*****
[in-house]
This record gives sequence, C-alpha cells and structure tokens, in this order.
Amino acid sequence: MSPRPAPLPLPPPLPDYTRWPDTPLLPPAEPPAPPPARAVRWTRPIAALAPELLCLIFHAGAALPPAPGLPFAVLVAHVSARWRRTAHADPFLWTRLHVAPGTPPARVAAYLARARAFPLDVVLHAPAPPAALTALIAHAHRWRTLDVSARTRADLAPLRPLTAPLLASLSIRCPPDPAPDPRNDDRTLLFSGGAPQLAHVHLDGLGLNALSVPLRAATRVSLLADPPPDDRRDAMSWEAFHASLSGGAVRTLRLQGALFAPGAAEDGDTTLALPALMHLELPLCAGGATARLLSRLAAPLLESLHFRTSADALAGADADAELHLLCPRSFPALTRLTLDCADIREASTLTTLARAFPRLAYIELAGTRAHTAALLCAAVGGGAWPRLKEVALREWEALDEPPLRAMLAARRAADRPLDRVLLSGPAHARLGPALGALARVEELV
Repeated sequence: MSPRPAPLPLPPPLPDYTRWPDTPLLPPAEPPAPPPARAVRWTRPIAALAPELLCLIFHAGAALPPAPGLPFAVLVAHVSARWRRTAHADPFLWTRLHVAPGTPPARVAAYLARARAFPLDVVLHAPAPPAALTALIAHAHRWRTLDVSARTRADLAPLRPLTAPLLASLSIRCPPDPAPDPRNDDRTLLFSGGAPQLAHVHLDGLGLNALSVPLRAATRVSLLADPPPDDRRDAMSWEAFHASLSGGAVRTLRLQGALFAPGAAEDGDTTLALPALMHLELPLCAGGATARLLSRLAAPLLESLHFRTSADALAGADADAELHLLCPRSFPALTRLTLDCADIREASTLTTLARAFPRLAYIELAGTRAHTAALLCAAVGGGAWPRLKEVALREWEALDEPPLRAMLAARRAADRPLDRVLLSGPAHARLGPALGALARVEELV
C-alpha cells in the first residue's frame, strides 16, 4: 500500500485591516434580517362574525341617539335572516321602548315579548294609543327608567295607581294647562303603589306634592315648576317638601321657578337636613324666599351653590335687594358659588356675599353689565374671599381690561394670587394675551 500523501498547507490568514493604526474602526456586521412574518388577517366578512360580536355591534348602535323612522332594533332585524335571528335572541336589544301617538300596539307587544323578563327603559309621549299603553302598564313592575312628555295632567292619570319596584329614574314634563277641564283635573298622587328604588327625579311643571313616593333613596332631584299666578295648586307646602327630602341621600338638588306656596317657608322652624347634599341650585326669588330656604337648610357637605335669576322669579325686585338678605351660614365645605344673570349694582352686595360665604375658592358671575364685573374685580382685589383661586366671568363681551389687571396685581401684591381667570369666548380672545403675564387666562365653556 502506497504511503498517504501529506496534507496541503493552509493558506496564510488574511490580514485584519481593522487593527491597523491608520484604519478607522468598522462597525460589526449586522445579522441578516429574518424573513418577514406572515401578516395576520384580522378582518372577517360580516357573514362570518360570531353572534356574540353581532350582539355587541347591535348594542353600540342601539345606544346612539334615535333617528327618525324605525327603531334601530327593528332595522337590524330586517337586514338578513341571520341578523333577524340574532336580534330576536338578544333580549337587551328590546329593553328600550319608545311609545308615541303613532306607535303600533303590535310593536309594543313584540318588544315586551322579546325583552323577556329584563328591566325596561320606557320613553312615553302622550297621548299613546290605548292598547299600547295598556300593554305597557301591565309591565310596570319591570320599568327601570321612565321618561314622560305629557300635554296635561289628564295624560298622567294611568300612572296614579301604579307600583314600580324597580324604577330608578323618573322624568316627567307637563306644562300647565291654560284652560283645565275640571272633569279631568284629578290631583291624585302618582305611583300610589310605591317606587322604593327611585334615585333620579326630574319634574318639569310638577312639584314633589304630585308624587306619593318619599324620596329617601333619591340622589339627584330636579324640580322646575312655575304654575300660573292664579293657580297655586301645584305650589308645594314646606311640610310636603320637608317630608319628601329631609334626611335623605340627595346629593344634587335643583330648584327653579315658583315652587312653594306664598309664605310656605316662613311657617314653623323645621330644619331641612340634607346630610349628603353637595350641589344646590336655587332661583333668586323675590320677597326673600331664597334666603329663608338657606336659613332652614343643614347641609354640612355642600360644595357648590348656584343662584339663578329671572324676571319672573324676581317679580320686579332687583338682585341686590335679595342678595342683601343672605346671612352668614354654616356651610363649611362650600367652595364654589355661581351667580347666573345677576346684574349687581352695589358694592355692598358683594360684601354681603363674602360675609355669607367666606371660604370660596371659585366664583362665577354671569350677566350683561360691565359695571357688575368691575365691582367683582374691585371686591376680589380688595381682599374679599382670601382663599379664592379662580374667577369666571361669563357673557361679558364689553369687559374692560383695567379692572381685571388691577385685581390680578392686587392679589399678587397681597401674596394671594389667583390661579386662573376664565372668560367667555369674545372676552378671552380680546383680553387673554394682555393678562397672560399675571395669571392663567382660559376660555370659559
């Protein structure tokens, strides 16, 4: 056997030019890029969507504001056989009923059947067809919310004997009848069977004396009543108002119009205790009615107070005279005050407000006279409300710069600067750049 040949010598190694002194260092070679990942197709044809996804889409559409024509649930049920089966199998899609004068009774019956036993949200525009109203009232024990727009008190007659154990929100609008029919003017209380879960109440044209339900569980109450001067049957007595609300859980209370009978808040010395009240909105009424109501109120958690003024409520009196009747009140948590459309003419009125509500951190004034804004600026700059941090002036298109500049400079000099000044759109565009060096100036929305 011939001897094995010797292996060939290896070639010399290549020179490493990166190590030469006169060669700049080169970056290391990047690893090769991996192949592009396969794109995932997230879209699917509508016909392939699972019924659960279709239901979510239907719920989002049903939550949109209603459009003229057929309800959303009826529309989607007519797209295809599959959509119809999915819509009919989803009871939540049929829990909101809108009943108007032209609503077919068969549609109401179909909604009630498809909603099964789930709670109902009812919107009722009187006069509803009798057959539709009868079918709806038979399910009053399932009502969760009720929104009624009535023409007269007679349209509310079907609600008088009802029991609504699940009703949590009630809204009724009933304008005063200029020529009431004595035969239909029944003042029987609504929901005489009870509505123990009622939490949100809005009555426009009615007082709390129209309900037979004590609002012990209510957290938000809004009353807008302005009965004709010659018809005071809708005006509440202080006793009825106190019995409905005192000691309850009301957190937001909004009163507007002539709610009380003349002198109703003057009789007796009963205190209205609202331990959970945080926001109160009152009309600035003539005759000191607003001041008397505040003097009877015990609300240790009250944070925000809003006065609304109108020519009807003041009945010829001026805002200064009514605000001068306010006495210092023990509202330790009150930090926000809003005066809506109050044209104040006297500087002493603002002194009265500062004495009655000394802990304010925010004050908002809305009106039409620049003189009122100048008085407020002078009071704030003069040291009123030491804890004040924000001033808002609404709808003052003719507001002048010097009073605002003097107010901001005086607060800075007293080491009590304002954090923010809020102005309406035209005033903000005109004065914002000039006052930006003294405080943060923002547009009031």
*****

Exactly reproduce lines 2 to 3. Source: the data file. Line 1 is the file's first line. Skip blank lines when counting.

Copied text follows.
This record gives sequence, C-alpha cells and structure tokens, in this order.
Amino acid sequence: MSPRPAPLPLPPPLPDYTRWPDTPLLPPAEPPAPPPARAVRWTRPIAALAPELLCLIFHAGAALPPAPGLPFAVLVAHVSARWRRTAHADPFLWTRLHVAPGTPPARVAAYLARARAFPLDVVLHAPAPPAALTALIAHAHRWRTLDVSARTRADLAPLRPLTAPLLASLSIRCPPDPAPDPRNDDRTLLFSGGAPQLAHVHLDGLGLNALSVPLRAATRVSLLADPPPDDRRDAMSWEAFHASLSGGAVRTLRLQGALFAPGAAEDGDTTLALPALMHLELPLCAGGATARLLSRLAAPLLESLHFRTSADALAGADADAELHLLCPRSFPALTRLTLDCADIREASTLTTLARAFPRLAYIELAGTRAHTAALLCAAVGGGAWPRLKEVALREWEALDEPPLRAMLAARRAADRPLDRVLLSGPAHARLGPALGALARVEELV